The second most obvious difference is that one did really, really well in theaters, and the other did not. There are countless TV shows, movies, creatures, and comics that have originated in Japan and have either been remade or directly imported to America to widespread and unending success. Japanese producers Shochiku thought they were clever to try to reverse that formula. Instead, the Japanese version of Ghost has since become the single most compelling argument for keeping the hegemonic turnstile permanently rotating one way and not the other.
10. Reservoir Dogs – Kaante (India, 2002)
It took only ten short years for a foreign filmmaker to remake Reservoir Dogs, the movie that launched Quentin Tarantino’s career into the stratosphere. And it’s no surprise that Indian director Sanjay Gupta, who built most of his career remaking foreign films, was the one to do it with Kaante (after remaking Reservoir Dogs, Gupta went on to remake Park Chan-wook’s Oldboy). The finished product turned out to be a hit in India and abroad. Tarantino reportedly enjoyed the film, and found the remake flattering. One Indian reporter deemed it “the mother of all Bollywood action dramas.” That’s high praise considering how many films Bollywood puts out each year (in 2012 it was over three times that of the US’s output).
Of course, Gupta’s remake wasn’t the only thing Tarantino’s Reservoir Dogs inspired. In 2006, a video game of the same name was released for both the Xbox and Playstation 2. The third-person shooter was subsequently banned in Australia.
9. The Godfather – Sarkar (India, 2005)
It’s no wonder someone produced a foreign remake of Francis Ford Copolla’s 1972 classic The Godfather. 45 years later, The Godfather remains as quotable and iconic as it’s ever been, and still sits in the top 5 of the American Film Institute’s list of the 100 best movies of all time. But isn’t this exactly the reason not to remake it? It’s been done to perfection, so why touch it?
Sarkar takes the classic gangster epic and steeps it in the very real politics and crime of the Maharashtra region of western India. In giving the film a local spin, director Ram Gopal Varma succeeds in making the film entirely its own. It’s a true regional remake, making sense of the story and characters in terms of real events and political struggles that hit home for Maharashtrians. Although Varma’s remake doesn’t come anywhere near the masterfulness of the original film, it is widely considered to be, by both American and Indian critics alike, a feat of cinematic storytelling in its own right.
8. Italian Job – Players (India, 2012)
Players is the Indian remake of the Hollywood heist film The Italian Job, made jointly between the Hollywood media conglomerate Viacom and the Indian production company Motion 18. In a befitting twist, the Italian Job that the Indian Players is based off of is itself a remake of the 1969 British film of the same name, which stars the beloved Sir Michael Caine.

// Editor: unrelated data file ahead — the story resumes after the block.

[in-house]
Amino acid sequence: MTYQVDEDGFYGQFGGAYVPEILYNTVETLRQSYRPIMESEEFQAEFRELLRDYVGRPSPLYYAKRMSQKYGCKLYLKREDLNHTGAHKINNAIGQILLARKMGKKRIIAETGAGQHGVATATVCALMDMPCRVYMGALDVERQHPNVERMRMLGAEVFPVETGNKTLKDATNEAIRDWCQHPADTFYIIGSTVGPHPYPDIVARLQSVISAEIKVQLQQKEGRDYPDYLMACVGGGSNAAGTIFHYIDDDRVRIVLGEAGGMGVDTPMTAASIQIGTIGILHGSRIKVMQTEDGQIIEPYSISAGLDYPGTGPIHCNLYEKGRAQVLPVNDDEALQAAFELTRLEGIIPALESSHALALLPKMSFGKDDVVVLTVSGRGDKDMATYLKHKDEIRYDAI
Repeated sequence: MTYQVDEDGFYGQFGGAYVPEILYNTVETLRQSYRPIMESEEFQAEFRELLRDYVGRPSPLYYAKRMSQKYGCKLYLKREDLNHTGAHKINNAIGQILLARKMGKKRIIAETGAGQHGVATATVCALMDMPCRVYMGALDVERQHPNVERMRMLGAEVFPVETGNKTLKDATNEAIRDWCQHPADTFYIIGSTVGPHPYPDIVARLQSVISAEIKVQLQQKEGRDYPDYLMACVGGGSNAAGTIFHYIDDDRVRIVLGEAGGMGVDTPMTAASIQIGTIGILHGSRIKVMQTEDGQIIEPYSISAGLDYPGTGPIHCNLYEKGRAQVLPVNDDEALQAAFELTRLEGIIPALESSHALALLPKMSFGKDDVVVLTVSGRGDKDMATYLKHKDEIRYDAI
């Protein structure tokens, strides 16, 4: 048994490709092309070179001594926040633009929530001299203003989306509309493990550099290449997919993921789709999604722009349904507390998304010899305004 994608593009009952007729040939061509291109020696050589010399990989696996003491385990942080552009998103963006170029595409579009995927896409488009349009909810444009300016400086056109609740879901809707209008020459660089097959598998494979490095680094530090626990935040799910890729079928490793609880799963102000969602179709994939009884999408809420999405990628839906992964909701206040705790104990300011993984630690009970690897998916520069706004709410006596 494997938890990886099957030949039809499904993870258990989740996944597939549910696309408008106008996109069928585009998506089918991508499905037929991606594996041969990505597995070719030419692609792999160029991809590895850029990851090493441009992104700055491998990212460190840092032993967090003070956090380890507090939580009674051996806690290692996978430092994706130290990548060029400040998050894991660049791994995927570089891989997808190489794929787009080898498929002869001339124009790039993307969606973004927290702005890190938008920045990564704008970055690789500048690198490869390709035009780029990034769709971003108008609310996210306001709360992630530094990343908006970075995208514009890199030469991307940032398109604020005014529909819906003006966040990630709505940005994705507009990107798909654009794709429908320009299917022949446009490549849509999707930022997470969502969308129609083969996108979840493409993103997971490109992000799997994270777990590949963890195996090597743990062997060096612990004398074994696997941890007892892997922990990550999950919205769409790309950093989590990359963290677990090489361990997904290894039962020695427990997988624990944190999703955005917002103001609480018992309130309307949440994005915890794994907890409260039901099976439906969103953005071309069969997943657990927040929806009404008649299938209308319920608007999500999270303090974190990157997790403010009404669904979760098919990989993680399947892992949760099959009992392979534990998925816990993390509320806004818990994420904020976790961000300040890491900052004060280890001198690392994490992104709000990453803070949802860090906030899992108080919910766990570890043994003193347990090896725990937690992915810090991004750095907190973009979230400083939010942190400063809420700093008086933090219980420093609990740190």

Players received mixed reviews but still ended up netting several million dollars. Virtually nobody in the US or the UK saw it (which is surprising considering how much Americans love remakes). The fact that the Fast and Furious franchise comes from a 1955 original film isn’t stopping Hollywood from making an 8th Fast and Furious film – they know people are still going to go see it. We should note that Players did, however, do relatively well in New Zealand, which happens to be where much of the movie was filmed.
7. Kramer vs. Kramer – Akele Hum Akele Tum (India, 1995)
Kramer vs. Kramer came out in 1979 to fervent critical praise for carefully dealing with divorce and custody arbitration without falling back on simple answers and cultural archetypes. It won five Academy Awards, made tens of millions of dollars of profit, and starred two of Hollywood’s all-time best leads, Meryl Streep and Dustin Hoffman.
Fifteen years later, Akele Hum Akele Tum was released in India to considerably less fanfare than the original, even while directly transcribing long stretches of text verbatim from the original English script. Maybe it was the change in the ending from an ambiguous, hard-thinking ending to – there’s no other way of putting this – a happy-go-lucky Hollywood ending. Somehow, though, the film still made more than its budget and managed to cast an actor who looks, well, like an Indian version of Dustin Hoffman (Indian superstar Aamir Khan). Despite the film’s lackluster response from audiences, it still managed to create a hit song in India, “Raja Ko Rani Se Pyar Ho Gaya”. Hit play and try your best not to wiggle along.
6. What Women Want – What Women Want (Hong Kong, 2011)
If you had the opportunity to bet money on the success of a rom-com about an advertising executive, played by a real-life film industry pariah, who falls into a bathtub with a hairdryer and subsequently gains the ability to read women’s thoughts, would you do it? Paramount Pictures did. And, somehow, they won big, raking in over $374 million worldwide for What Women Want, starring Mel Gibson and Helen Hunt. The film’s insane success solidified director Nancy Meyers’ career, who has since gone on to write and direct other box office hits like Something’s Gotta Give, It’s Complicated, and, most recently, The Intern.
The success of What Women Want led Chinese producers to remake the movie in 2011 (11 years after the Hollywood version), which also did fairly well, grossing nearly double its budget. It certainly didn’t hurt that two of China’s biggest stars, Andy Lau (a film star and arguably China’s best-known celebrity vocalist) and Gong Li (Memoirs of a Geisha, 2046, and Miami Vice, among many others), starred in the leading roles.
5. The Good, The Bad, and The Ugly – The Good, The Bad, The Weird (South Korea, 2008)